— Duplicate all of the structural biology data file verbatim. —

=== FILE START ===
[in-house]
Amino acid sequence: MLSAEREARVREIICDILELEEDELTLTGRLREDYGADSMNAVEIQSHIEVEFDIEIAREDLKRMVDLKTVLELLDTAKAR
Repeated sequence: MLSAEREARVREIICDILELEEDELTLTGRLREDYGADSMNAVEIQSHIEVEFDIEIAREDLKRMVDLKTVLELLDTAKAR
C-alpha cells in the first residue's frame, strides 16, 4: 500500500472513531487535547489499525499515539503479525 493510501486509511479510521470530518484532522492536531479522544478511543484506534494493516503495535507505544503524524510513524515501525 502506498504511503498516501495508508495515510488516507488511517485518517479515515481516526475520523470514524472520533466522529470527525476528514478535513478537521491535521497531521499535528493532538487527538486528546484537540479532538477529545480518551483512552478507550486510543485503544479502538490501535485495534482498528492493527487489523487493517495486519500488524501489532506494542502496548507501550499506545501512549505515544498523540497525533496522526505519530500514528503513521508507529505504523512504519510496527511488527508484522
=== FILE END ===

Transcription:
[in-house]
Amino acid sequence: MLSAEREARVREIICDILELEEDELTLTGRLREDYGADSMNAVEIQSHIEVEFDIEIAREDLKRMVDLKTVLELLDTAKAR
Repeated sequence: MLSAEREARVREIICDILELEEDELTLTGRLREDYGADSMNAVEIQSHIEVEFDIEIAREDLKRMVDLKTVLELLDTAKAR
C-alpha cells in the first residue's frame, strides 16, 4: 500500500472513531487535547489499525499515539503479525 493510501486509511479510521470530518484532522492536531479522544478511543484506534494493516503495535507505544503524524510513524515501525 502506498504511503498516501495508508495515510488516507488511517485518517479515515481516526475520523470514524472520533466522529470527525476528514478535513478537521491535521497531521499535528493532538487527538486528546484537540479532538477529545480518551483512552478507550486510543485503544479502538490501535485495534482498528492493527487489523487493517495486519500488524501489532506494542502496548507501550499506545501512549505515544498523540497525533496522526505519530500514528503513521508507529505504523512504519510496527511488527508484522